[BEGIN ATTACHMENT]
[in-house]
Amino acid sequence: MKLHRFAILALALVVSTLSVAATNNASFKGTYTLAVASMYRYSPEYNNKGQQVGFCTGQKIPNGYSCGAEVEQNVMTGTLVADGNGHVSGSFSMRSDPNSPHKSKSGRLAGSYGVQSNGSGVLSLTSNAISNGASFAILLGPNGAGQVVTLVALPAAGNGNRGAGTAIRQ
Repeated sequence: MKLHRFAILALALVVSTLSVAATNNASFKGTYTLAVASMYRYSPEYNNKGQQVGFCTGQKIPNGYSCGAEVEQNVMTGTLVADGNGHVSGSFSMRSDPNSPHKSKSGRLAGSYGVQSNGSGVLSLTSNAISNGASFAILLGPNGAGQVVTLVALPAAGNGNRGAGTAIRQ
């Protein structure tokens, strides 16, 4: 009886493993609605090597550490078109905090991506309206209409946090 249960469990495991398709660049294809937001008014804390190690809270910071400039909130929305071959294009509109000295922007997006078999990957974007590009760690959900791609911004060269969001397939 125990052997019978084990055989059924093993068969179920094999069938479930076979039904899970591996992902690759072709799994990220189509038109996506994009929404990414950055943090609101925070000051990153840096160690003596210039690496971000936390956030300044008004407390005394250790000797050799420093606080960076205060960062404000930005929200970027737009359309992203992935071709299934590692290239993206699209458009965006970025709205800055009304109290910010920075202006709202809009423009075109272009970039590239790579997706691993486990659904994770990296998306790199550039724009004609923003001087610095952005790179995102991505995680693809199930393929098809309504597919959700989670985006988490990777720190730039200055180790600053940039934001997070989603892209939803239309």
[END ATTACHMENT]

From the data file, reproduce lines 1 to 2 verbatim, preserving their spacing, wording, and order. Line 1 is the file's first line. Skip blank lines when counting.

[in-house]
Amino acid sequence: MKLHRFAILALALVVSTLSVAATNNASFKGTYTLAVASMYRYSPEYNNKGQQVGFCTGQKIPNGYSCGAEVEQNVMTGTLVADGNGHVSGSFSMRSDPNSPHKSKSGRLAGSYGVQSNGSGVLSLTSNAISNGASFAILLGPNGAGQVVTLVALPAAGNGNRGAGTAIRQ